“Shame is the most powerful, master emotion. It’s the fear that we’re not good enough.” –Brené Brown
In the previous post I introduced the work of Brené Brown and the distinction she makes between shame and guilt. She identifies shame as a fundamental feeling of unworthiness or brokenness. It is something that is wrong with us. Guilt is recognizing that a behavior is not in alignment with our values or who we say we are. Guilt is focused on what was done and is therefore is something that we can change. There is an important distinction between shame and guilt in how we see ourselves and interact with the world.
Dr. Linda Hartling’s research identified three strategies of disconnection, which Brené has termed our ‘Shame Shields.’ They are Moving Away, Moving Towards, and Moving Against.
- Moving Away is withdrawing. It is playing small and making ourselves invisible. When someone uses the Moving Away shame shield they tend to avoid conflict and disappear whenever they feel uncomfortable. They isolate or make themselves scarce when there is an uncomfortable situation.
- Moving Towards is the shield of making everything perfect and pleasing others. When there is a conflict, people who use this shield will work diligently to make sure everyone else is happy, often at their own expense.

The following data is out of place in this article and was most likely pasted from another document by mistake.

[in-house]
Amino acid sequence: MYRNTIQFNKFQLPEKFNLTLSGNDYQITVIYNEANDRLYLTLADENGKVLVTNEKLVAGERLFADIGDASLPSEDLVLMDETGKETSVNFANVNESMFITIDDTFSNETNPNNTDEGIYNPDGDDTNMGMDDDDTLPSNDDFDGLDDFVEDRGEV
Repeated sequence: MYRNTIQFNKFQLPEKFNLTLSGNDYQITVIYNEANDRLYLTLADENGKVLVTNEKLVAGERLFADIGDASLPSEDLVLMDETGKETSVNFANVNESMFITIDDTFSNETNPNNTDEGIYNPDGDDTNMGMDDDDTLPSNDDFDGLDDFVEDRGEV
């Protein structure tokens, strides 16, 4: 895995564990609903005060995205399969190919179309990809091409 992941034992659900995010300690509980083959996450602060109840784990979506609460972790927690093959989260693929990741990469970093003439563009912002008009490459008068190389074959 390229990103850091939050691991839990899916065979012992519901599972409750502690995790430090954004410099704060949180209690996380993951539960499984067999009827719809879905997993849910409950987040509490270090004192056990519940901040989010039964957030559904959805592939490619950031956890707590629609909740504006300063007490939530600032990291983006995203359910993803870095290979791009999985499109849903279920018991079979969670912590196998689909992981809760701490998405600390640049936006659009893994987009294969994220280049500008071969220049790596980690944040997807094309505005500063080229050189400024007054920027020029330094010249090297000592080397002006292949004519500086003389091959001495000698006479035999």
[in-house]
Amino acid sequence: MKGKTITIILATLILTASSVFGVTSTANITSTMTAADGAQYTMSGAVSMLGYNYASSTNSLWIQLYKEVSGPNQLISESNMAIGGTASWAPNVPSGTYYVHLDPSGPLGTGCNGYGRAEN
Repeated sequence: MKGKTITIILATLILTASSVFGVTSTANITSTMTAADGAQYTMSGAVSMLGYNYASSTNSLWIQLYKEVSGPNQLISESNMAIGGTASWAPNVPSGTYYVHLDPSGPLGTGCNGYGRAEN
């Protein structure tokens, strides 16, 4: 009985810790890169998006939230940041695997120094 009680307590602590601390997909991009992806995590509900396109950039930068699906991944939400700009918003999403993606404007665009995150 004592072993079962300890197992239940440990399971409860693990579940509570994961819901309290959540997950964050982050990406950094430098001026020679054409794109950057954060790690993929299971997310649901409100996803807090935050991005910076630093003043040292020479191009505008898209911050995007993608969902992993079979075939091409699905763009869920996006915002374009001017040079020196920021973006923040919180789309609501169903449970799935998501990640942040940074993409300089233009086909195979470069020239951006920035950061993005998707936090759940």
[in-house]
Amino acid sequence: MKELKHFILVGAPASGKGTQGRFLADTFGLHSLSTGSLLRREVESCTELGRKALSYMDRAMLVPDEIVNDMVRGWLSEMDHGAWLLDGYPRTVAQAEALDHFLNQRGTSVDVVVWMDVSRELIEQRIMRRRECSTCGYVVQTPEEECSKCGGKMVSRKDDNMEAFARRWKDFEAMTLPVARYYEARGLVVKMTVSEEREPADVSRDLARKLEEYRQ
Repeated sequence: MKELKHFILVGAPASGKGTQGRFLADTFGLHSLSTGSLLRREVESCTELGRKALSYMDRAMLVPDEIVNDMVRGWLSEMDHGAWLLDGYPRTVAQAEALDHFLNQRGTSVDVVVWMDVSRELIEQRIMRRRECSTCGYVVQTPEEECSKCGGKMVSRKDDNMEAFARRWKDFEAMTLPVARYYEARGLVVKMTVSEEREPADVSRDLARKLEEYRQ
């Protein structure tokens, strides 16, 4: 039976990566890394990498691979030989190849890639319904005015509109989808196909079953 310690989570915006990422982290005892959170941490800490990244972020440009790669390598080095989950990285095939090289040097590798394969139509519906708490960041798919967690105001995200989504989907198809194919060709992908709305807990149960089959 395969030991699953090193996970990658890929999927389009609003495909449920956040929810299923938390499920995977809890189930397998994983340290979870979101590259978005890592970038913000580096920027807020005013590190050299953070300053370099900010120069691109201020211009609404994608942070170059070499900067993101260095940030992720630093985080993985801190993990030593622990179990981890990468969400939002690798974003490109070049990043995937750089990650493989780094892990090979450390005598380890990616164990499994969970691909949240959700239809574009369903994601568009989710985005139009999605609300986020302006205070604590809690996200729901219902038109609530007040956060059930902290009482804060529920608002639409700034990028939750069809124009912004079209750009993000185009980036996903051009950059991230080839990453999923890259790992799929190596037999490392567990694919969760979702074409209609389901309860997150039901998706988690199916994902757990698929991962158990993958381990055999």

- Moving Against is deflecting and fighting back. This person uses anger and aggression to protect themselves. They will shame the other person in order to take the pressure off their own feelings of discomfort.
While we all use these three shields from time to time, we usually have our go-to shield. This is the shield that immediately comes out whenever we feel threatened or vulnerable. The problem is that, as we use our shield it often begins to crack. Our tendency is to put a larger shield up, so no one sees the crack. Eventually these shields become so heavy that the weight is unbearable. By recognizing our own shield, we are able to become more aware of how we are responding to situations. That awareness is our power to make a different decision. It takes courage to identify our shields and begin to respond differently. It is often easier to see others’ shields then it is for us to examine our own. That is normal, but it also falls under the shield of deflection. While it is helpful to understand the shields others are using, it is our awareness of our own shame shields that creates the change within us. How different would your life be without your shame shield?